A Missing Incident Report

Suppose you interview a victim of a crime who decides not to press charges. Should you file a report?

YES. You can file an incident report even if there’s no arrest – and you should.

A recent story about a victim of sexual harassment is a good illustration of the importance of documenting everything – and saving those reports in case they’re needed later.

In November 2015, Jodi Grunvold – a principal in Reeds Spring, Connecticut – called the Stone County Sheriff’s Department to report suggestive behavior from Superintendent Michael Mason.

She did not press charges, but she wanted the report on file in case she pursued legal remedies later. There’s a good reason why: Sometimes victims of sexual harassment or sexual assault are asked why they didn’t tell anyone about the problem at the time it happened. Having an official record of a talk with a police officer can make a huge difference for the victim later on.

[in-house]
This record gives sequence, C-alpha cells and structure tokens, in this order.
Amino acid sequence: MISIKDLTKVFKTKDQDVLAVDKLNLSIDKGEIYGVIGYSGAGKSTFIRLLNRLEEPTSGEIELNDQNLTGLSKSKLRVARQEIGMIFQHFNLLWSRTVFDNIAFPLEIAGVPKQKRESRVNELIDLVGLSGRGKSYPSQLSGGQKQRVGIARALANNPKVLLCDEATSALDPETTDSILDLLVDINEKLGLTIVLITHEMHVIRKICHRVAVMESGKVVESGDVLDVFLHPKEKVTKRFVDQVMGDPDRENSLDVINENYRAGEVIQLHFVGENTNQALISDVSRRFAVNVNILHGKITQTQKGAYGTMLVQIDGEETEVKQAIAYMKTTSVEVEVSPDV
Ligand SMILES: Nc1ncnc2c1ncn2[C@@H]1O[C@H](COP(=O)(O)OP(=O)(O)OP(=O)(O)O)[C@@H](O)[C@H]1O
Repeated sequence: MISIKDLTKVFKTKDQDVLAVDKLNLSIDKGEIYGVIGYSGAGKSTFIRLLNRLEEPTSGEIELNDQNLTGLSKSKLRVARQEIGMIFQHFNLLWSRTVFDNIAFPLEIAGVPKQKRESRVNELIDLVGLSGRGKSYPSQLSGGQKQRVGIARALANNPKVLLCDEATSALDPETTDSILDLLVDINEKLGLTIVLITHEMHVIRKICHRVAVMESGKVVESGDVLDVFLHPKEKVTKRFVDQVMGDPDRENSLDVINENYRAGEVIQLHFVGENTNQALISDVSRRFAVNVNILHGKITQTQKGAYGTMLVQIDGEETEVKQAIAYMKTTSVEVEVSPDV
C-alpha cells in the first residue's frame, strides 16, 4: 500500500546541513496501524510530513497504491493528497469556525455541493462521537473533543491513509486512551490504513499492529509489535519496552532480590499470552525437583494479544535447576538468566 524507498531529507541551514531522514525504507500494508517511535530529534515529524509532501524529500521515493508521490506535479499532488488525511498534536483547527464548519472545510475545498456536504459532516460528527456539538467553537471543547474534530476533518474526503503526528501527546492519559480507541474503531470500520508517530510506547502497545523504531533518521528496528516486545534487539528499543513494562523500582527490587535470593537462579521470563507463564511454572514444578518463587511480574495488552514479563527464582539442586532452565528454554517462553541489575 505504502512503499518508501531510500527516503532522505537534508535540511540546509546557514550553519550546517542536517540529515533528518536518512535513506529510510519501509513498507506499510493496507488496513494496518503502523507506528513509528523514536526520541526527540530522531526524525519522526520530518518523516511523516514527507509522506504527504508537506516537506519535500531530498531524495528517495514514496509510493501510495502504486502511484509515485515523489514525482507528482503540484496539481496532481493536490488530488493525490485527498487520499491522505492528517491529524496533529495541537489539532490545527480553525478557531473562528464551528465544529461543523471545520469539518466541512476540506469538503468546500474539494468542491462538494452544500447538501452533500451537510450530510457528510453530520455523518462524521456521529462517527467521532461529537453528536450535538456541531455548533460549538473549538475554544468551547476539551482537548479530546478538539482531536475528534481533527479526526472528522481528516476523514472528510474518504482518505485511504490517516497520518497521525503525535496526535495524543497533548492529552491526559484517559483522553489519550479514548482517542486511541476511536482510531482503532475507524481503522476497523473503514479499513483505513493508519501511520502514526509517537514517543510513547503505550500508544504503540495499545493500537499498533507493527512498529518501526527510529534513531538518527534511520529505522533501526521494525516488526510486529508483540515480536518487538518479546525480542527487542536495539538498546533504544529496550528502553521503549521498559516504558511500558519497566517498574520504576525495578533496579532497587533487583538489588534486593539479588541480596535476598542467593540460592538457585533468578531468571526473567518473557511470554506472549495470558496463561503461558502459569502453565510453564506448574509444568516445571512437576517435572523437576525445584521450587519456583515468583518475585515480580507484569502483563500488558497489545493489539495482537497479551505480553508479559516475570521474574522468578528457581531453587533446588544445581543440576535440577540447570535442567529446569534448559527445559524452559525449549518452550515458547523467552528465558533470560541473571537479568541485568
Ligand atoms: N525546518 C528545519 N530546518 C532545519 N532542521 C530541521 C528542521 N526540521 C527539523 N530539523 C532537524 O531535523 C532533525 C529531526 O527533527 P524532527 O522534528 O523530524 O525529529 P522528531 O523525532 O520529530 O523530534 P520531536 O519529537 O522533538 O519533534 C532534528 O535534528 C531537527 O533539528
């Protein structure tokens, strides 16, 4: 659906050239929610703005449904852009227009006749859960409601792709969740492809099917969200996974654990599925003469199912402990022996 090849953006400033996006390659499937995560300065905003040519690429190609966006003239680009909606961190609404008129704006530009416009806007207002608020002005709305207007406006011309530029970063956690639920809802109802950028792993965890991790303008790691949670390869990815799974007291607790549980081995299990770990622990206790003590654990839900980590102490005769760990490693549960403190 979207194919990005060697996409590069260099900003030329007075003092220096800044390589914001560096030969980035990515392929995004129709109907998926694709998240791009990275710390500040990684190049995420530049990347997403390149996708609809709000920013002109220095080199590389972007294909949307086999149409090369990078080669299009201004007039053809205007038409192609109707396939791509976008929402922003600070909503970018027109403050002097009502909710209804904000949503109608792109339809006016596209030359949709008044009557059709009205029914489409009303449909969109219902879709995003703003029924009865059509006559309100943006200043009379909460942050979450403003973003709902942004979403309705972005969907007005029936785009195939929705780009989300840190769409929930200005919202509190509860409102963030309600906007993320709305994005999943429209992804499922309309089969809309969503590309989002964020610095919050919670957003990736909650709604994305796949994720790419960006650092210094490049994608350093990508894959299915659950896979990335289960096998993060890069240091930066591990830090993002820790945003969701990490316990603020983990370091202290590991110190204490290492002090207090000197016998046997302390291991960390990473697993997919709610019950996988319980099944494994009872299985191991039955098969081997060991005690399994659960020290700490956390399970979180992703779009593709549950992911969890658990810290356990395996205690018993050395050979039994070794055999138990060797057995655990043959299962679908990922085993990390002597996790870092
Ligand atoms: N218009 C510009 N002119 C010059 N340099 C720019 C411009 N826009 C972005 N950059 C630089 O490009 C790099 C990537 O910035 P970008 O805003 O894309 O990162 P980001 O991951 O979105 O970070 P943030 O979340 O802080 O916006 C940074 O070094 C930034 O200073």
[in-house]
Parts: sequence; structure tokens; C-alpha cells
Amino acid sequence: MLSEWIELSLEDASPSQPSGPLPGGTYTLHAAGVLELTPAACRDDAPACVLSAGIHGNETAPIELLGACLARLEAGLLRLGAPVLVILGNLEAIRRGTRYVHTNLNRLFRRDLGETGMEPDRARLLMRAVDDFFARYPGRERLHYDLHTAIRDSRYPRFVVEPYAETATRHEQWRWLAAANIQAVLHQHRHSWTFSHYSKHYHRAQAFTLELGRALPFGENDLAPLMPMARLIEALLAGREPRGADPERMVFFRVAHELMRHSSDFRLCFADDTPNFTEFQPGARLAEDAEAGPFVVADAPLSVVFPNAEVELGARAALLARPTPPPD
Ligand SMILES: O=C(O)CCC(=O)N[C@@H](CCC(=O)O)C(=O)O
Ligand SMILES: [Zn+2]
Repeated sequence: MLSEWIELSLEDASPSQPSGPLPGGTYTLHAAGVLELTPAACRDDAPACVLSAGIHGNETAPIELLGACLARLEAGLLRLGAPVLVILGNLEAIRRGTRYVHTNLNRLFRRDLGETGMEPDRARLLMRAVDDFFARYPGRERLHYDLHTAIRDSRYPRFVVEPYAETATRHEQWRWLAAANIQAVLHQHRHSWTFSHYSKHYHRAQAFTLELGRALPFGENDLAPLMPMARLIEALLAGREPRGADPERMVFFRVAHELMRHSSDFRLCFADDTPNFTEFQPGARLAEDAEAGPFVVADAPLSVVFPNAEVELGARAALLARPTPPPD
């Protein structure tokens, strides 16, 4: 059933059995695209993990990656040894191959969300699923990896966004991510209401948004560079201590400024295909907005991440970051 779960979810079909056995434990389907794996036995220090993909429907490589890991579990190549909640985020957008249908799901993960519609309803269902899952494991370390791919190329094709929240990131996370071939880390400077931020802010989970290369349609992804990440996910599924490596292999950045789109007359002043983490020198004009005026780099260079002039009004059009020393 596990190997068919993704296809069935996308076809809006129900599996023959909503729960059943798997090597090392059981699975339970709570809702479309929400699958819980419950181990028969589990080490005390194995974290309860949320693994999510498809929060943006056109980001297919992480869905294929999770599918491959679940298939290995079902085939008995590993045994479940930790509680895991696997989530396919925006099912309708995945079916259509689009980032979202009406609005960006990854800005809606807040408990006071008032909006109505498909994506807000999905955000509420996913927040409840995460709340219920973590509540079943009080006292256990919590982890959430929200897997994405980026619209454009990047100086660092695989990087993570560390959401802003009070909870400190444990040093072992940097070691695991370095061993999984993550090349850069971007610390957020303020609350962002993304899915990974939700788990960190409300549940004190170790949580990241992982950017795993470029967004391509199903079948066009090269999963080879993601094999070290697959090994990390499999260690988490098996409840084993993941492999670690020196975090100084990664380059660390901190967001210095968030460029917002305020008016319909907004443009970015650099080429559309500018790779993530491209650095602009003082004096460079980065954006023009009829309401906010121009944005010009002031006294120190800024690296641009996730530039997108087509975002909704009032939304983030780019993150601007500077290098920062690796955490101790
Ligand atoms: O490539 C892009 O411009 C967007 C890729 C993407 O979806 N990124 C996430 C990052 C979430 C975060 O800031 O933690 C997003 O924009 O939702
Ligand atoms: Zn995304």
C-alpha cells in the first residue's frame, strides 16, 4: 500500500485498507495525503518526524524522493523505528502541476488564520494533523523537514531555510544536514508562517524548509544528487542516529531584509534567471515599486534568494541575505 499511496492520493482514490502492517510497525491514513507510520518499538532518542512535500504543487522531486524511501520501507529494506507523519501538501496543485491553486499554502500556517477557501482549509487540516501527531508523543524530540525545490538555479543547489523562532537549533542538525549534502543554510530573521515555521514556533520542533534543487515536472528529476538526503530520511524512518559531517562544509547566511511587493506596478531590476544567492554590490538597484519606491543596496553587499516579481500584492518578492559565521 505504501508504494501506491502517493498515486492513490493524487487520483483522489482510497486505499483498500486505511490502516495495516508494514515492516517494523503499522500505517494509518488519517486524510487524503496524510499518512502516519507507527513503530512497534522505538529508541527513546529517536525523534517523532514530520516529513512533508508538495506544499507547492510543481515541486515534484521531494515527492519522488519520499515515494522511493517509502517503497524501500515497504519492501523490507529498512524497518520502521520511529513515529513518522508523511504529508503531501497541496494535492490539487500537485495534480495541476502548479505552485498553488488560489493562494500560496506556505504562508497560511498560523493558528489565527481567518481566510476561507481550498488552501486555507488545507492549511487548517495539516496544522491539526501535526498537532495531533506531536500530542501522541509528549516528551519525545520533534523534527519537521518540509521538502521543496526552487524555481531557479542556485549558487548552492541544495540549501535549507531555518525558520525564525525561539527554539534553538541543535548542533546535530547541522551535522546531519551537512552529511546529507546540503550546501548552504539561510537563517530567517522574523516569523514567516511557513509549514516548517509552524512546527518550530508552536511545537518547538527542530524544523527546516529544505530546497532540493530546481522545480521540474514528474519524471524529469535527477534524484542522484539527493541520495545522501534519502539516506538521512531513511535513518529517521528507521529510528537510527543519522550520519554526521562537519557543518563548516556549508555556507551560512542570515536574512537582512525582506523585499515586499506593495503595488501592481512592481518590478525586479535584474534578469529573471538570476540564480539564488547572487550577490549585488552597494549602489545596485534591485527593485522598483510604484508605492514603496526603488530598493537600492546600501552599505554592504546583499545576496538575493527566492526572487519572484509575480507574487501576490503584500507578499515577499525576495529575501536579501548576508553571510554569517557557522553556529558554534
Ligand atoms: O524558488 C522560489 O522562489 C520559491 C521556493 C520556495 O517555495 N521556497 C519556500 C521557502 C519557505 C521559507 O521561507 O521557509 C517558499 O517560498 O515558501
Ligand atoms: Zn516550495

Eventually Grunvold did file a lawsuit, and the Title IX coordinator learned that other employees had made similar charges. The case was eventually settled, and Grunvold received $500,000. Nevertheless the school district denied any wrongdoing, and Mason’s contract was renewed. Grunvold herself was required to resign. You can read more about the case at this link: http://sgfnow.co/2pv2Uio

Here’s where it gets complicated. The Springfield News-Leader decided to investigate the story and was able to get a copy of the incident report. But the official word from the agency is that no report was filed. Sheriff Doug Rader said that he had interviewed Grunvold – but no report was taken.

Eventually a report was found, but the reporting deputy was identified as an “Officer Smith,” not Doug Rader. The handwriting does not match Sheriff Rader’s handwriting.

Confusingly, the sheriff’s office continues to deny that any report was ever taken. Meanwhile, a petition against Superintendent Michael Mason is circulating in Reeds Spring.

Bottom line: Document everything you do. You never know when something that seems routine will turn into a news story. Careful record keeping will mean that your agency is always prepared if questions arise.

 

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